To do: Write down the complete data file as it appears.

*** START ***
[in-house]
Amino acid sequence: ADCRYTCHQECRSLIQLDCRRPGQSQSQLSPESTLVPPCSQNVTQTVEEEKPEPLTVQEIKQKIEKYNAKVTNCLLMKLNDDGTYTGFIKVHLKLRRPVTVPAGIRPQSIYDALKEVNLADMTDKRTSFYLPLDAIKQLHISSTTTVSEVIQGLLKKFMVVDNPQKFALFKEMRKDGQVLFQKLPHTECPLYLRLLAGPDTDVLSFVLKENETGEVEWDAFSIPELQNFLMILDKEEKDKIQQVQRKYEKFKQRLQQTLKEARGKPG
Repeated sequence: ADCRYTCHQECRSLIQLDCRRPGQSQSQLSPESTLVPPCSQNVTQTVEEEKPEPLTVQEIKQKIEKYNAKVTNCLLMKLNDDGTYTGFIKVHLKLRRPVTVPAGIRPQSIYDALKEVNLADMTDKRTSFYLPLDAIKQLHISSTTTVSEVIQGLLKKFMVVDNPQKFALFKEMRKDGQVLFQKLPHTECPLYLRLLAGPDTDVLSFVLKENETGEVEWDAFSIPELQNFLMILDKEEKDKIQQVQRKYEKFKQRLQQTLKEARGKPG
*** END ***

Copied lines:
[in-house]
Amino acid sequence: ADCRYTCHQECRSLIQLDCRRPGQSQSQLSPESTLVPPCSQNVTQTVEEEKPEPLTVQEIKQKIEKYNAKVTNCLLMKLNDDGTYTGFIKVHLKLRRPVTVPAGIRPQSIYDALKEVNLADMTDKRTSFYLPLDAIKQLHISSTTTVSEVIQGLLKKFMVVDNPQKFALFKEMRKDGQVLFQKLPHTECPLYLRLLAGPDTDVLSFVLKENETGEVEWDAFSIPELQNFLMILDKEEKDKIQQVQRKYEKFKQRLQQTLKEARGKPG
Repeated sequence: ADCRYTCHQECRSLIQLDCRRPGQSQSQLSPESTLVPPCSQNVTQTVEEEKPEPLTVQEIKQKIEKYNAKVTNCLLMKLNDDGTYTGFIKVHLKLRRPVTVPAGIRPQSIYDALKEVNLADMTDKRTSFYLPLDAIKQLHISSTTTVSEVIQGLLKKFMVVDNPQKFALFKEMRKDGQVLFQKLPHTECPLYLRLLAGPDTDVLSFVLKENETGEVEWDAFSIPELQNFLMILDKEEKDKIQQVQRKYEKFKQRLQQTLKEARGKPG